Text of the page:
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    • Degree of the security services' reform reflects the state of democracy in a country

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    • Date: 28 September 2017

      Security services should be regulated as soon as possible in order to democratize the society, is the main conclusion of the public discussion titled Key points in the reform of Serbian security services, organized by Belgrade Centre for Security Policy (BCSP) on September 28, 2017.

      In the keynote address, the director of the BCSP Sonja Stojanovic Gajic highlighted that BCSP continuously monitors the reform of the security services since  its founding, and that BCSP presented an alternative "Model Law on Security Services of the Republic of Serbia" last year.

      "The drafting of the Model of this Law was done because it turned out that the old solutions were outdated, that they did not offer answers to the current issues. The model itself was developed in cooperation with a large number of public and private institutions", said Stojanovic Gajic.

      President of the BCSP Executive Board Miroslav Hadzic also emphasized the importance of involvement of both state and the non-state actors.

      "It is necessary to decentralize the control over security and intelligence services - they must be independent of  the executive branch, but they also must be overseen by the people who are qualified for that job. One of the solutions is the introduction of a Technical - Operational Center which would be independent from the existing services, and only provide them with services of secret surveillance, with court warrant, which would also reduce the costs and the potential for abuse", said Hadzic.

      One of the solutions for improving the existing system would be the merging of two military services (the Military Security Agencyand the Military Intelligence Agency) into one institution, which would improve the intelligence component of security work.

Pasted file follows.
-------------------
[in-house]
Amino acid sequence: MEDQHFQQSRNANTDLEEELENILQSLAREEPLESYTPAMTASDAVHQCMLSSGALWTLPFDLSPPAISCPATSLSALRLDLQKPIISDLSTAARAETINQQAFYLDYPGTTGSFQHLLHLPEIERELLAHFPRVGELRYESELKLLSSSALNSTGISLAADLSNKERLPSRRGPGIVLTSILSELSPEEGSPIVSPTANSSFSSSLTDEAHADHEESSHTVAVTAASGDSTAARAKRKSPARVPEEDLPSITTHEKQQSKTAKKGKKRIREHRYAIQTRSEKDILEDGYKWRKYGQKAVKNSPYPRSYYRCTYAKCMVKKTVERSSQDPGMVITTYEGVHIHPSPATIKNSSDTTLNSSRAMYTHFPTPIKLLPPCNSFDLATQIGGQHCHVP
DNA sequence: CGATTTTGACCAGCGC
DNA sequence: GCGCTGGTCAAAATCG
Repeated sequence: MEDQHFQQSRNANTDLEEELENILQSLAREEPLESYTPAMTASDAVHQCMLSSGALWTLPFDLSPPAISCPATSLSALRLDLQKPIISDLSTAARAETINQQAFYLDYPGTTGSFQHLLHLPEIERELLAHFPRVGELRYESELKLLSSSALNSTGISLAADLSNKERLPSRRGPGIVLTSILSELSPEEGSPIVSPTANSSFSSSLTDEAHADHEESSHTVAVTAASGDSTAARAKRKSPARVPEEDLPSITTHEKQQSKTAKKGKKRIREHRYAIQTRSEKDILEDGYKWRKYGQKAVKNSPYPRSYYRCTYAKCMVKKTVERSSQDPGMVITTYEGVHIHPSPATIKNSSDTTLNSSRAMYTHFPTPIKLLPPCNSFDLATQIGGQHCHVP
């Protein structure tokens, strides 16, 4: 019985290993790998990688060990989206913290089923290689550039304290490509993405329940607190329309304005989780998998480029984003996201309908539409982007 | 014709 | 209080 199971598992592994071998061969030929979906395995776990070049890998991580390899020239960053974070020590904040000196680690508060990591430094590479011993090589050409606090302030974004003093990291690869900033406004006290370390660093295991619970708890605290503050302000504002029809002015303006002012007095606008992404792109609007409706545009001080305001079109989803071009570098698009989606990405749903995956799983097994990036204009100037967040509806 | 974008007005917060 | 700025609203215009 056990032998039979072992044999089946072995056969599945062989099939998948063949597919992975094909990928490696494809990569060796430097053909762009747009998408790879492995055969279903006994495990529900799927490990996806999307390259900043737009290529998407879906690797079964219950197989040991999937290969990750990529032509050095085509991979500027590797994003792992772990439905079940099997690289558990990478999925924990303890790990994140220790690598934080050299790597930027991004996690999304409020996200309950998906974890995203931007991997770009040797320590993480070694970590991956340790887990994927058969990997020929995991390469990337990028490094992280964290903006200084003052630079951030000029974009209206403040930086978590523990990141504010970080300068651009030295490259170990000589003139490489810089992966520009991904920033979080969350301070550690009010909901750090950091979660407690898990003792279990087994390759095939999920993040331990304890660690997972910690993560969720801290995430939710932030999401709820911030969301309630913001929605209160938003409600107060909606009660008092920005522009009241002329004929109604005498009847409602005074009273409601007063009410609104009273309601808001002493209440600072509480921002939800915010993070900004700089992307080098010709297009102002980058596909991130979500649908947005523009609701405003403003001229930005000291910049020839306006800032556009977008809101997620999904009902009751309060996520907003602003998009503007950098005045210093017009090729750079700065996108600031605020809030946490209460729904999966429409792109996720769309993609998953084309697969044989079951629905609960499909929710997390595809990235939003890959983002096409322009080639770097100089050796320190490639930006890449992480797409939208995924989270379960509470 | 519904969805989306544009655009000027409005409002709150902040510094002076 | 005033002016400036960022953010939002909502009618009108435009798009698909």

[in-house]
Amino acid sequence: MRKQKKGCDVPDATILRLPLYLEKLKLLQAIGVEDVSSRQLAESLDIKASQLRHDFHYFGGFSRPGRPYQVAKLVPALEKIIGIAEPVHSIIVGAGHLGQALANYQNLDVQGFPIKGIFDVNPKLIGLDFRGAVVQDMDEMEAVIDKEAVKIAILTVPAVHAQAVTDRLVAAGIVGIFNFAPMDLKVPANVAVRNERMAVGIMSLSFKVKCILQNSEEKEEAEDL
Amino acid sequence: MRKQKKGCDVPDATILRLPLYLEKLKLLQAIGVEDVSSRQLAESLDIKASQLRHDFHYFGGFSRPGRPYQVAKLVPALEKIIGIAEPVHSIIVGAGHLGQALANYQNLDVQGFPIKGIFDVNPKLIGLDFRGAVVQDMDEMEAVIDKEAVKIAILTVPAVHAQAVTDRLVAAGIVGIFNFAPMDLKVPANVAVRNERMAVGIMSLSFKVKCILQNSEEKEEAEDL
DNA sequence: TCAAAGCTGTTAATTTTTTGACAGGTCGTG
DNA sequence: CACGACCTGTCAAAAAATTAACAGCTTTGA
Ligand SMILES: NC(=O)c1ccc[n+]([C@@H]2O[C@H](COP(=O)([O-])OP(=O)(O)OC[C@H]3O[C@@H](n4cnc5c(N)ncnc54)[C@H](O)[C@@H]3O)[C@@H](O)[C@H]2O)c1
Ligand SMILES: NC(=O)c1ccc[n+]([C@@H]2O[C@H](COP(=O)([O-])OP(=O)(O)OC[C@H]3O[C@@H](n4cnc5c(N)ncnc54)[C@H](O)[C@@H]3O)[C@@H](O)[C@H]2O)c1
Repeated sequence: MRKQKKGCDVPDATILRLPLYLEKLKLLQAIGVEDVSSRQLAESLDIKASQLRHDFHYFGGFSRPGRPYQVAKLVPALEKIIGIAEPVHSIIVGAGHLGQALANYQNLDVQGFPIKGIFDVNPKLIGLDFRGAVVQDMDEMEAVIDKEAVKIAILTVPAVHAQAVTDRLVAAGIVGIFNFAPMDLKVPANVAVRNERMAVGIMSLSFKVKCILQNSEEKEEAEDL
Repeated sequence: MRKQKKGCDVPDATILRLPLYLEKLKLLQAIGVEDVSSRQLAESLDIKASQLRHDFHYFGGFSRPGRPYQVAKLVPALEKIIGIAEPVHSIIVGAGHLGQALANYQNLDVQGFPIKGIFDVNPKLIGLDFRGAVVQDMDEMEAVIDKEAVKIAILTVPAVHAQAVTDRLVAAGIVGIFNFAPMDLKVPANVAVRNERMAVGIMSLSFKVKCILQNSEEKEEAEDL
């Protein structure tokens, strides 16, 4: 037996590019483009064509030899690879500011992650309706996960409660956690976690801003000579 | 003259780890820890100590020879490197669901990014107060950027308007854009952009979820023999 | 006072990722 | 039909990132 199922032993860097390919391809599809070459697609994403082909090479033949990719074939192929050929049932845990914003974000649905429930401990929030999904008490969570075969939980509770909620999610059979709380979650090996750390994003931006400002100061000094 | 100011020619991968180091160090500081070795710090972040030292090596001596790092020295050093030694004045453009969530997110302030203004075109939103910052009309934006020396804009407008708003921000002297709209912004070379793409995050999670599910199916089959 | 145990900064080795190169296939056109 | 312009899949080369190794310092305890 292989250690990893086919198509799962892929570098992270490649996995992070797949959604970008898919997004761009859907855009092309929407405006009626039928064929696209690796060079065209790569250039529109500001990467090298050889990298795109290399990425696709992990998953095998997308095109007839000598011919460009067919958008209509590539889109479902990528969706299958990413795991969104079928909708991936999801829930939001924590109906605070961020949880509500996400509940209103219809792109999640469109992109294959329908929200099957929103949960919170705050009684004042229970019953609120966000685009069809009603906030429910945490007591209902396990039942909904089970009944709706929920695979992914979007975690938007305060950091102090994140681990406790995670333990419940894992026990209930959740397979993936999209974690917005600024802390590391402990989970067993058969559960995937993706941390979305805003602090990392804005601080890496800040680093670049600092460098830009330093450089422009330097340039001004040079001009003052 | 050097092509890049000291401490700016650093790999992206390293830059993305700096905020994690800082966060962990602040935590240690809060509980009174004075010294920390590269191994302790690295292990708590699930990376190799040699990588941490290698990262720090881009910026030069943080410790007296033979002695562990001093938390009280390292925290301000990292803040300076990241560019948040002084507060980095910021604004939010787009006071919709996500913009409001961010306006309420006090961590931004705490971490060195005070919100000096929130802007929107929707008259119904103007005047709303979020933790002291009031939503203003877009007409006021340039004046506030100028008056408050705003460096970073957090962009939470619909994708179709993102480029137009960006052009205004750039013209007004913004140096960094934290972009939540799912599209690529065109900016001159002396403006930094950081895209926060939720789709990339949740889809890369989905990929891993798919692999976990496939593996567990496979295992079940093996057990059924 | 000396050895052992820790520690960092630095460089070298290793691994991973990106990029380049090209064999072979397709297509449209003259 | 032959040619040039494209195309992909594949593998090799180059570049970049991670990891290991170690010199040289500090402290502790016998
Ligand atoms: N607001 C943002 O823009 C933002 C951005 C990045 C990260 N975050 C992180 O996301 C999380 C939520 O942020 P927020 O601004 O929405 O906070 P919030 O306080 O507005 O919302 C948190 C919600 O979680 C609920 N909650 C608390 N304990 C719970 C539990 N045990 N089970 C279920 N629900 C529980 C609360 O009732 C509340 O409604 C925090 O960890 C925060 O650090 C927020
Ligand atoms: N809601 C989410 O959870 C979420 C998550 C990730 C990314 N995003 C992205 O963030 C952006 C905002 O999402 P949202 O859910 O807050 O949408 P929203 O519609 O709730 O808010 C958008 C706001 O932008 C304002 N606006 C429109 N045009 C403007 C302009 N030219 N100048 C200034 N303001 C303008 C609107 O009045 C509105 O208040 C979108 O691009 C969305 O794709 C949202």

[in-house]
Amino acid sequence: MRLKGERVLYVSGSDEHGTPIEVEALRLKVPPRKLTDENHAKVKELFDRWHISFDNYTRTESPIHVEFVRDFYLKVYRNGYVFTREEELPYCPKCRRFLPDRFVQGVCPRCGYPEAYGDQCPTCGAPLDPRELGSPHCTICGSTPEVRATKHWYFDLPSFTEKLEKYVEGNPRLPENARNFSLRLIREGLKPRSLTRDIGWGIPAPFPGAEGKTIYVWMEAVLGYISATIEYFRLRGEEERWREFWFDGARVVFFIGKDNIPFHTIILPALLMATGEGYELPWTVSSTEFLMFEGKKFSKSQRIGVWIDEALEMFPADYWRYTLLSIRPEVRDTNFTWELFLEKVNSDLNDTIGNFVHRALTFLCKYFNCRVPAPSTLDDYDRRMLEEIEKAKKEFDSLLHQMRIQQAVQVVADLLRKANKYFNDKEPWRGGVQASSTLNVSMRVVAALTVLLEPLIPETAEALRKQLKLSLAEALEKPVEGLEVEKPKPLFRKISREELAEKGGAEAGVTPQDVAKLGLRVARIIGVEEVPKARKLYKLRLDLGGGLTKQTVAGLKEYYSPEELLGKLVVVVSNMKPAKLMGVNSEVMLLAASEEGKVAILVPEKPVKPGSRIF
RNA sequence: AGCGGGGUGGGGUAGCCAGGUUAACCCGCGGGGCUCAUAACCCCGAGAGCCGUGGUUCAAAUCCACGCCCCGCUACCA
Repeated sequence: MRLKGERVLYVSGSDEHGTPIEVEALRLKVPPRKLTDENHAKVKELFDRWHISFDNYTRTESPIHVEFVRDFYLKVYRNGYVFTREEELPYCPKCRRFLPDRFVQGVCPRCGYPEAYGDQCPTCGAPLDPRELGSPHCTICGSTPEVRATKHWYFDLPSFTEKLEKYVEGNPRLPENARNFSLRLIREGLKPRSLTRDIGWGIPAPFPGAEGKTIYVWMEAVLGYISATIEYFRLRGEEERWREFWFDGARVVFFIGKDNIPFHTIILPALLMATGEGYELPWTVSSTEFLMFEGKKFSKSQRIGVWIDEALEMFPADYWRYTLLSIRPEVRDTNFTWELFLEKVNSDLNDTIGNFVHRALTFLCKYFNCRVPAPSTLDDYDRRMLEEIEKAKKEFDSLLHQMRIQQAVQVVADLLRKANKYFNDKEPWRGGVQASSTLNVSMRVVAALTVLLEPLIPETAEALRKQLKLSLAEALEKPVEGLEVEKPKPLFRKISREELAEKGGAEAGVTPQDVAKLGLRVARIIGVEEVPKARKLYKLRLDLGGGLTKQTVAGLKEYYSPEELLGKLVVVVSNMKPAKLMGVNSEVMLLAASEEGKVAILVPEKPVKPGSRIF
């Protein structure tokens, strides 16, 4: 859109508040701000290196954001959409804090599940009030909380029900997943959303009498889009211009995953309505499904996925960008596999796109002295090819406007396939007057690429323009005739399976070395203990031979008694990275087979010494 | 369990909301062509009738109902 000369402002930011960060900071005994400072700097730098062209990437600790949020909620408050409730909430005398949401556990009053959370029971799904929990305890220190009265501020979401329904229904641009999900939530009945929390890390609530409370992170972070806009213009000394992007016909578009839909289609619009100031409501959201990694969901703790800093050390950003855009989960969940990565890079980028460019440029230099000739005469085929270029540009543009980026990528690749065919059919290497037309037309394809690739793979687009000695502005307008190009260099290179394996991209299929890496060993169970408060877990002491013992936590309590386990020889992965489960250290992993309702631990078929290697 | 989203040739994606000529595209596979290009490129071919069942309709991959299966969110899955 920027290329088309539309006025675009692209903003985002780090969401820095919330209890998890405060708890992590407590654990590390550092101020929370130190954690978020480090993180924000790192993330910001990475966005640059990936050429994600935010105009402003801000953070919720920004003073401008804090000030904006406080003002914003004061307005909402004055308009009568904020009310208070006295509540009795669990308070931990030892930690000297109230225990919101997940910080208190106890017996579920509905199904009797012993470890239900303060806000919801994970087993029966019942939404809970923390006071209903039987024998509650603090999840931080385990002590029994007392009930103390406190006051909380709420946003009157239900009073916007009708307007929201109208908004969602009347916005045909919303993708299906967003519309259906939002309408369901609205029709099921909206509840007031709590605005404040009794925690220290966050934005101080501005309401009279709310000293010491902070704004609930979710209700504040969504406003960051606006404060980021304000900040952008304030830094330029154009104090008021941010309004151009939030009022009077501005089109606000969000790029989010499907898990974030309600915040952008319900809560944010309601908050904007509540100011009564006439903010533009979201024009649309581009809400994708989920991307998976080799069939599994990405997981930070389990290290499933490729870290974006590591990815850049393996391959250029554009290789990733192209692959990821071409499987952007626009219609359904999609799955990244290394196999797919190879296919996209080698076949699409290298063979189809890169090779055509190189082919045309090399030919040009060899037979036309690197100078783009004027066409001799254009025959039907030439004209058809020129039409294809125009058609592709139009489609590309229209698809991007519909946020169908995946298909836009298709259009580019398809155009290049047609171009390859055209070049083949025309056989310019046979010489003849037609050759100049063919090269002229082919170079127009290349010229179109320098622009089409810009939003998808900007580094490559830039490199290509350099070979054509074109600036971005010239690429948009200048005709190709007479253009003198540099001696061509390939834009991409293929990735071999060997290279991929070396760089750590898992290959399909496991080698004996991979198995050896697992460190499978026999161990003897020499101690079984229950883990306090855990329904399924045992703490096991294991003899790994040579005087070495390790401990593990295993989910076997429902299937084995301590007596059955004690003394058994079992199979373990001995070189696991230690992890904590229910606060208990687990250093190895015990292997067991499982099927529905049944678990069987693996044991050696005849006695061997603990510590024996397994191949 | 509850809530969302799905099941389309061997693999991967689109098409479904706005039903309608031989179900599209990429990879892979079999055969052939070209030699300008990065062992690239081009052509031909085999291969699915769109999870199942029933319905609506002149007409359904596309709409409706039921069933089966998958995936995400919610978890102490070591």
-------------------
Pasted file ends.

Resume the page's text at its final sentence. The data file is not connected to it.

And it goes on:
"The Constitution did not clearly define the concept of work of the security services and the legal framework regulating this area has always been bad", said Svetko Kovac, former director of the Military Security Agency.

      "One of the biggest shortcomings are the police powers available to the Security Information Agency and the Military Security Agency. The police powers should be available to them only if they deal with  terrorism, organized crime, the direct threats to the state. The problem is the fact that the concept of "threats to the state" is poorly defined", Kovac concluded.

      Ferenc Katrein, former Chief Adviser to the Director General of the Hungarian Constitution Protection Office, added that the services do not have a permanent need for police powers and that Hungarian security agencies cooperate with the police but do not interfere with their work.

      "In Hungary, the control of the services is also difficult. The Oversight Committee led by the opposition in the Parliament did not have the necessary expertise for this job. Merging of the services would enable better communication of all components of the security system", Katrein said.

      At the discussion about the improvement of the security-intelligence system, which attracted great public and media attention,  the potential influence of Russian services on the functioning of certain Balkan states was also discussedas well as the constant threat of politicization of these state institutions.

      The conference was supported by the Embassy of the Kingdom of the Netherlands through the project "LEGASI - Towards Legislative Reform of the Security and Intelligence System", within the MATRA program.

      Strahinja Sivcev, the intern at BCSP, contributed to the writing of the report from the event.

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